Little wonder, then, that French voters, dreading that more austerity measures may be waiting for them after the election, may prefer the cuts to be imposed by a President who seems more capable of feeling their pain. Advantage to the scooter-driving, unassuming Hollande. Yet as French political analyst Nicole Bacharan notes, Sarkozy never hid his admiration and hunger for success and all its trappings or his desire that his own ambition inspire greater effort, innovation and reward across the French economy. "Many things the French fault Sarkozy for now are also what made him such an unusual and popular politician in the first place," says Bacharan.

In 2007, voters flocked to the uncompromising commitment and supreme confidence of Sarkozy, who promised a modernized French presidency. His stubborn intransigence struck many as refreshing after 12 years of flip-flopping stasis under his predecessor Jacques Chirac. His single-mindedness was also key to Sarkozy's two successful stints as France's Interior Minister, during which he vowed to purge troubled housing projects of delinquent "scum" and forcefully battled illegal immigration. And too bad if critics called that electoral pandering to the extreme-right National Front party (FN); the resulting popularity fueled Sarkozy's successful presidential run and buoyed his first two reformist years in power.

Now Sarkozy is attempting to replicate his 2007 seduction of FN voters in his quest for re-election. His renewed overtures to the extreme right were on display during a March 11 rally, when he proposed protectionist measures benefiting French and E.U. companies that face what he called "unfair competition" from the U.S. and Asia. He also pledged to negotiate a tightening of the E.U.'s border treaty. That message echoed Sarkozy's earlier promise to slash immigration to France because "we have too many foreigners."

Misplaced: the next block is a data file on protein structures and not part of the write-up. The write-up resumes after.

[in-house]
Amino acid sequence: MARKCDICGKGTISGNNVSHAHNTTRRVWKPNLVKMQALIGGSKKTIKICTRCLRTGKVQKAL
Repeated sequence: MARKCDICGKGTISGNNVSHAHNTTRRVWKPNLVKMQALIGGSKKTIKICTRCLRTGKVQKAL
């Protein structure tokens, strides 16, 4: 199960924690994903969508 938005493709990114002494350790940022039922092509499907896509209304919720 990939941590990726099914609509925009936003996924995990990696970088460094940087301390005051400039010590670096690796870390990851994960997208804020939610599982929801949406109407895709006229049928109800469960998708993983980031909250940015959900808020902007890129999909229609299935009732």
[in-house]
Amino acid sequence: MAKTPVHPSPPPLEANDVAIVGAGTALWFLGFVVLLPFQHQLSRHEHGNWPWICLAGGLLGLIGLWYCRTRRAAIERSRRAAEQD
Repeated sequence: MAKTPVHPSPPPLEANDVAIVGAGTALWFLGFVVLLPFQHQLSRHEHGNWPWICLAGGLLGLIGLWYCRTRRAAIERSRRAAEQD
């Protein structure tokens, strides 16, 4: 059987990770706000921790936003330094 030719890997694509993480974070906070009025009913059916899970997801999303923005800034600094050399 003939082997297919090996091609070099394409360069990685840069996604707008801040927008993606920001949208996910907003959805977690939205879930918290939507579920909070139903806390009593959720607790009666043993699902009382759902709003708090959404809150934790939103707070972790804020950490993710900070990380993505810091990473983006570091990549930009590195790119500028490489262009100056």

Besides trying to lure votes for himself, Sarkozy is using his rightward tilt to try to prevent the surging FN leader Marine Le Pen from sneaking past him in the first round of voting to qualify for the second spot in the two-person presidential runoff on May 6. To lose the presidency would be bad enough for Sarkozy; to not even make it to the runoff would be a complete humiliation.

While Sarkozy's rightward turn has coincided with polling gains — he's now predicted to tie Hollande at about 27.5% in the first round of voting, with Le Pen a distant third at 17% — it hasn't lured enough FN defectors to prevent his projected double-digit defeat in the runoff. That could change. On March 21, French police located a man — apparently a Muslim extremist — who they believe killed seven people, including three Jewish children, in Toulouse. The events in Toulouse may boost Sarkozy's status as a fast-acting leader, or unleash questions about how an apparently known radical could have mounted a murderous spree on his watch. Alternatively, the drama could enhance Le Pen's claims that she's the true anti-Muslim candidate — or lend credence to earlier charges by Hollande that stigmatization of minorities by the FN and Sarkozy have increased social divisions.

Whatever the political impact of the Toulouse killings, it is likely too late in the game for Sarkozy to pull back from his high-risk shift to the right. That gamble will either result in a resounding repudiation and a one-term presidency or a spectacular comeback confirming Sarkozy's singular status as the most magisterial French politician of his generation.